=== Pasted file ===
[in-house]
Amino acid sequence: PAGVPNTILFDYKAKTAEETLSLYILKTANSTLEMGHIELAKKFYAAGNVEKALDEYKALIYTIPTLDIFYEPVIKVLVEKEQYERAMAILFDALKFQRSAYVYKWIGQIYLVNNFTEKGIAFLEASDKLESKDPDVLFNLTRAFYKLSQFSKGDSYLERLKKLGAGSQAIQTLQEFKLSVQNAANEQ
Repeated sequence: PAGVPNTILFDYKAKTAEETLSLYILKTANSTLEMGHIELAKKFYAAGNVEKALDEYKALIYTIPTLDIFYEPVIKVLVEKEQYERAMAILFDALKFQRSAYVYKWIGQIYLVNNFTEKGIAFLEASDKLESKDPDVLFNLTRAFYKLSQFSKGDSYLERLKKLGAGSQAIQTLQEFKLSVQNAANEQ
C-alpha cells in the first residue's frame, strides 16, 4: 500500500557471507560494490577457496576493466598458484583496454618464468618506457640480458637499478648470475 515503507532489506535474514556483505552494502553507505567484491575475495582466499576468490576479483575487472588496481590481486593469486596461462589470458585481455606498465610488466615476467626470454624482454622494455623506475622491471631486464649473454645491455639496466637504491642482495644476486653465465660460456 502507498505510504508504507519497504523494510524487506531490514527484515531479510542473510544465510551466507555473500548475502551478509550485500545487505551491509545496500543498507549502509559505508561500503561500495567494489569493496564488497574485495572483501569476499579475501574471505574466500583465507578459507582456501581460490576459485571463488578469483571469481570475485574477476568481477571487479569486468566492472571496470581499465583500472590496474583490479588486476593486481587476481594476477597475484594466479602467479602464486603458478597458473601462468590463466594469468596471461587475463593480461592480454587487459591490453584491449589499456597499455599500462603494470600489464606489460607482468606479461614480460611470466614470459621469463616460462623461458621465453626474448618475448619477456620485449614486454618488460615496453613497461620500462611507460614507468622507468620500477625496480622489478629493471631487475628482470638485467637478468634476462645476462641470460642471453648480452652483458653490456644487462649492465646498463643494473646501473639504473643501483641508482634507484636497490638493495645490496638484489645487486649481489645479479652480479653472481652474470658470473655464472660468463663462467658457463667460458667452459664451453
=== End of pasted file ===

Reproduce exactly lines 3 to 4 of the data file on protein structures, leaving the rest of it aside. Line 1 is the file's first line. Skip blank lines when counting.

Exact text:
Repeated sequence: PAGVPNTILFDYKAKTAEETLSLYILKTANSTLEMGHIELAKKFYAAGNVEKALDEYKALIYTIPTLDIFYEPVIKVLVEKEQYERAMAILFDALKFQRSAYVYKWIGQIYLVNNFTEKGIAFLEASDKLESKDPDVLFNLTRAFYKLSQFSKGDSYLERLKKLGAGSQAIQTLQEFKLSVQNAANEQ
C-alpha cells in the first residue's frame, strides 16, 4: 500500500557471507560494490577457496576493466598458484583496454618464468618506457640480458637499478648470475 515503507532489506535474514556483505552494502553507505567484491575475495582466499576468490576479483575487472588496481590481486593469486596461462589470458585481455606498465610488466615476467626470454624482454622494455623506475622491471631486464649473454645491455639496466637504491642482495644476486653465465660460456 502507498505510504508504507519497504523494510524487506531490514527484515531479510542473510544465510551466507555473500548475502551478509550485500545487505551491509545496500543498507549502509559505508561500503561500495567494489569493496564488497574485495572483501569476499579475501574471505574466500583465507578459507582456501581460490576459485571463488578469483571469481570475485574477476568481477571487479569486468566492472571496470581499465583500472590496474583490479588486476593486481587476481594476477597475484594466479602467479602464486603458478597458473601462468590463466594469468596471461587475463593480461592480454587487459591490453584491449589499456597499455599500462603494470600489464606489460607482468606479461614480460611470466614470459621469463616460462623461458621465453626474448618475448619477456620485449614486454618488460615496453613497461620500462611507460614507468622507468620500477625496480622489478629493471631487475628482470638485467637478468634476462645476462641470460642471453648480452652483458653490456644487462649492465646498463643494473646501473639504473643501483641508482634507484636497490638493495645490496638484489645487486649481489645479479652480479653472481652474470658470473655464472660468463663462467658457463667460458667452459664451453